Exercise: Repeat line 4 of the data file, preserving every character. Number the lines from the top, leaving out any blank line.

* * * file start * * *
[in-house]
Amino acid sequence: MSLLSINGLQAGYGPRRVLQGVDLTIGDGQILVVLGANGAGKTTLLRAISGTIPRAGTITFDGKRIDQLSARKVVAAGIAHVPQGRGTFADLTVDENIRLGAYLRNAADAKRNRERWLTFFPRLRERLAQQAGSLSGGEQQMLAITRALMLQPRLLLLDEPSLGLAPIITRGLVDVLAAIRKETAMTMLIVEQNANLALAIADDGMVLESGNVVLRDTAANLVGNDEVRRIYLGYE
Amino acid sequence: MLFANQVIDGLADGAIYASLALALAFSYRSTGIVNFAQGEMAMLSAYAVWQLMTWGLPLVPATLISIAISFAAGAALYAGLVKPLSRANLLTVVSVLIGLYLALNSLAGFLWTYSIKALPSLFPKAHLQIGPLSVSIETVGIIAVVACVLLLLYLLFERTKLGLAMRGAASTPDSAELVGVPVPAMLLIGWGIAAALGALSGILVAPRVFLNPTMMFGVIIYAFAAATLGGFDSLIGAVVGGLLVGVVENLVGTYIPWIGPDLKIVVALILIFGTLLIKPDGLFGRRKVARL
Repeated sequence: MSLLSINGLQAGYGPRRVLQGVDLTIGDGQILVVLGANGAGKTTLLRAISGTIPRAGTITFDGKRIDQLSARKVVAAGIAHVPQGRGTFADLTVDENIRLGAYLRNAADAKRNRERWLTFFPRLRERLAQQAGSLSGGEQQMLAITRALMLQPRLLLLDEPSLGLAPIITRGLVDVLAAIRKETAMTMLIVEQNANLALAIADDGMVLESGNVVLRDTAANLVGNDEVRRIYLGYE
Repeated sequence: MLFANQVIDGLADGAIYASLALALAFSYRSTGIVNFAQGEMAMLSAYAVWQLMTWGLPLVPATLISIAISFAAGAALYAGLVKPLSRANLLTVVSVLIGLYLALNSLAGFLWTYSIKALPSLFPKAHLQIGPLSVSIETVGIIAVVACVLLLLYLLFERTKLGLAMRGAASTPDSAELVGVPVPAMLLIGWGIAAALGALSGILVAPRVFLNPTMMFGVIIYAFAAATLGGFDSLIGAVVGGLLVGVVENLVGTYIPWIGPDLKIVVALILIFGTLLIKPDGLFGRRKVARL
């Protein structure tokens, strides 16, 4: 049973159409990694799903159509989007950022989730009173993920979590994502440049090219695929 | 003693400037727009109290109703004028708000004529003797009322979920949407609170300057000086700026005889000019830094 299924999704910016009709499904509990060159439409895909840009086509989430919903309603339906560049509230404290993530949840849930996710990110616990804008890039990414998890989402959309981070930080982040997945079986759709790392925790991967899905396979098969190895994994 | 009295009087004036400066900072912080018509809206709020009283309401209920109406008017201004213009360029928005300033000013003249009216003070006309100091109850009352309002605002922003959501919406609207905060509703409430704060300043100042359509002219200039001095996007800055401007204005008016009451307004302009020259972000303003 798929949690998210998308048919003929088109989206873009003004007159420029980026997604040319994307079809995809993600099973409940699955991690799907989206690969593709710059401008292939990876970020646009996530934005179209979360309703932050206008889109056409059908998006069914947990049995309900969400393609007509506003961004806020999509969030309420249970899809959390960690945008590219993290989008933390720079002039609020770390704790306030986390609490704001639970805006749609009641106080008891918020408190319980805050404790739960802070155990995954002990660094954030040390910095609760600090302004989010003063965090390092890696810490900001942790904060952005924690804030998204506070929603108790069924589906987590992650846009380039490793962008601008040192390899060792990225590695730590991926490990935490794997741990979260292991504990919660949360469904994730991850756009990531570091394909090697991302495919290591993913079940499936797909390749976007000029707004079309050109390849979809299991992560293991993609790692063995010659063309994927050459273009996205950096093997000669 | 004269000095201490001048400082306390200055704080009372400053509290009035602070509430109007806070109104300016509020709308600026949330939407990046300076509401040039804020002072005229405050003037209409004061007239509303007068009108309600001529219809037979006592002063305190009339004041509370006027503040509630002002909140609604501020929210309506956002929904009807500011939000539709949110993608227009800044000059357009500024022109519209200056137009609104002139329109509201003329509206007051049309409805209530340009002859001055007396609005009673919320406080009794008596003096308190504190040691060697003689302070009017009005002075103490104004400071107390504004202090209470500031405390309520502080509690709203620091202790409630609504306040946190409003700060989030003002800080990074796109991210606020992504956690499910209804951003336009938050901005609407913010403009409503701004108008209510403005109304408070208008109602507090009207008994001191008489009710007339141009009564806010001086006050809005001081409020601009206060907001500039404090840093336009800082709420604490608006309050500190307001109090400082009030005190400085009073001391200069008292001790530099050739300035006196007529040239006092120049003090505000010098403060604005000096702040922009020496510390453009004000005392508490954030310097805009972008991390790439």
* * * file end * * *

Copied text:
Repeated sequence: MSLLSINGLQAGYGPRRVLQGVDLTIGDGQILVVLGANGAGKTTLLRAISGTIPRAGTITFDGKRIDQLSARKVVAAGIAHVPQGRGTFADLTVDENIRLGAYLRNAADAKRNRERWLTFFPRLRERLAQQAGSLSGGEQQMLAITRALMLQPRLLLLDEPSLGLAPIITRGLVDVLAAIRKETAMTMLIVEQNANLALAIADDGMVLESGNVVLRDTAANLVGNDEVRRIYLGYE